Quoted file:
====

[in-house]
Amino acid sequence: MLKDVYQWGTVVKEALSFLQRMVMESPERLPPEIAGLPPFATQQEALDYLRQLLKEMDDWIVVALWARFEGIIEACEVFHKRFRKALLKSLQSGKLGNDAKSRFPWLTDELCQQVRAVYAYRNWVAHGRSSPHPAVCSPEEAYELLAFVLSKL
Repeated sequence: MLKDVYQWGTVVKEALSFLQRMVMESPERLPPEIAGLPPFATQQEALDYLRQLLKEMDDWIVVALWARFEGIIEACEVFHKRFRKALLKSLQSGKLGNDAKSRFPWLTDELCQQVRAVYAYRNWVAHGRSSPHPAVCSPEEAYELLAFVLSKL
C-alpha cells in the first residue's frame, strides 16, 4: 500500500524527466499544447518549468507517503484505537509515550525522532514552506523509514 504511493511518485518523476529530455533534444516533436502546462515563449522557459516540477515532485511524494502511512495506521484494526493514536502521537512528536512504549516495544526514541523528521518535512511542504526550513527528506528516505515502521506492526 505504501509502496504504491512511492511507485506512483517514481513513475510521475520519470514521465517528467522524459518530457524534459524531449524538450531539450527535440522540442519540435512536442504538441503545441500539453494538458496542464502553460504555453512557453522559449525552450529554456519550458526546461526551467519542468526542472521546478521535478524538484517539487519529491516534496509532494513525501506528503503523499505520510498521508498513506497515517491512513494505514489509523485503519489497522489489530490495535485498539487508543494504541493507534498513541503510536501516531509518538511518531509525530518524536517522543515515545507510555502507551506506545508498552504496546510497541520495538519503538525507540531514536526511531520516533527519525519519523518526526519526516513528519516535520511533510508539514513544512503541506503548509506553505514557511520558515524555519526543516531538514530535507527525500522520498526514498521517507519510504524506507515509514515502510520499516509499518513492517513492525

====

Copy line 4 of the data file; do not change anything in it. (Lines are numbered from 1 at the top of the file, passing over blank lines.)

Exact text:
C-alpha cells in the first residue's frame, strides 16, 4: 500500500524527466499544447518549468507517503484505537509515550525522532514552506523509514 504511493511518485518523476529530455533534444516533436502546462515563449522557459516540477515532485511524494502511512495506521484494526493514536502521537512528536512504549516495544526514541523528521518535512511542504526550513527528506528516505515502521506492526 505504501509502496504504491512511492511507485506512483517514481513513475510521475520519470514521465517528467522524459518530457524534459524531449524538450531539450527535440522540442519540435512536442504538441503545441500539453494538458496542464502553460504555453512557453522559449525552450529554456519550458526546461526551467519542468526542472521546478521535478524538484517539487519529491516534496509532494513525501506528503503523499505520510498521508498513506497515517491512513494505514489509523485503519489497522489489530490495535485498539487508543494504541493507534498513541503510536501516531509518538511518531509525530518524536517522543515515545507510555502507551506506545508498552504496546510497541520495538519503538525507540531514536526511531520516533527519525519519523518526526519526516513528519516535520511533510508539514513544512503541506503548509506553505514557511520558515524555519526543516531538514530535507527525500522520498526514498521517507519510504524506507515509514515502510520499516509499518513492517513492525